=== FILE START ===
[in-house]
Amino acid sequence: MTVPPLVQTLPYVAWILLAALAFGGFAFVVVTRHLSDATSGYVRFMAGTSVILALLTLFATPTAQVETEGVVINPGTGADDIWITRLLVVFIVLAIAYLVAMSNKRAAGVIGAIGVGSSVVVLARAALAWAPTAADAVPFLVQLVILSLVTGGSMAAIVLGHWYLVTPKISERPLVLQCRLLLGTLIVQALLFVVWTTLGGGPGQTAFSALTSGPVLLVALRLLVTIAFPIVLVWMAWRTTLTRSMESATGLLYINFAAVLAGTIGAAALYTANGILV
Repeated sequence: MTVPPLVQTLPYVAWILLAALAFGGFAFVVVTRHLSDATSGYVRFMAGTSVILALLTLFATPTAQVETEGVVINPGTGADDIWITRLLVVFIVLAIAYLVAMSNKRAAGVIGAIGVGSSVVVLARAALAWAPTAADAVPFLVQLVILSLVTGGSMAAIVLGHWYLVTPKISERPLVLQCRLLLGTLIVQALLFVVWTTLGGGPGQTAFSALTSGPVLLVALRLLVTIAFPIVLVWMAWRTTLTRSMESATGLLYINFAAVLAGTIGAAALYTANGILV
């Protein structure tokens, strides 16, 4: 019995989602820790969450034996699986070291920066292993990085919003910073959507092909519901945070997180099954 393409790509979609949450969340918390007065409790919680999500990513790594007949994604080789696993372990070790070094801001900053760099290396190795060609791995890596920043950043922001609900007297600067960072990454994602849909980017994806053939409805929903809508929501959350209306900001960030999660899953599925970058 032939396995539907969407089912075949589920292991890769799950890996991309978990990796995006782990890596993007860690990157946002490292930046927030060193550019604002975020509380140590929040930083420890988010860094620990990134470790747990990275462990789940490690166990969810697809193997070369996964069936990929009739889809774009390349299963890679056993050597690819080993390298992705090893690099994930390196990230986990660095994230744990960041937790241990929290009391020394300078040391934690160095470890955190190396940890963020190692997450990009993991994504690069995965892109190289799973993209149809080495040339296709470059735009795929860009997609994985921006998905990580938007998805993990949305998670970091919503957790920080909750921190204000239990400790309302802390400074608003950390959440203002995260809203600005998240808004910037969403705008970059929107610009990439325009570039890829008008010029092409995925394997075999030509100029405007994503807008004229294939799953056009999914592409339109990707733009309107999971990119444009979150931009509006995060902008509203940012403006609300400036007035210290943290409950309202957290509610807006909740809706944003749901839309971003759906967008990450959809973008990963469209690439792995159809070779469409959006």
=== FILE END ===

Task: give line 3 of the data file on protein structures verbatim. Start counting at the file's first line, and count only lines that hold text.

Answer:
Repeated sequence: MTVPPLVQTLPYVAWILLAALAFGGFAFVVVTRHLSDATSGYVRFMAGTSVILALLTLFATPTAQVETEGVVINPGTGADDIWITRLLVVFIVLAIAYLVAMSNKRAAGVIGAIGVGSSVVVLARAALAWAPTAADAVPFLVQLVILSLVTGGSMAAIVLGHWYLVTPKISERPLVLQCRLLLGTLIVQALLFVVWTTLGGGPGQTAFSALTSGPVLLVALRLLVTIAFPIVLVWMAWRTTLTRSMESATGLLYINFAAVLAGTIGAAALYTANGILV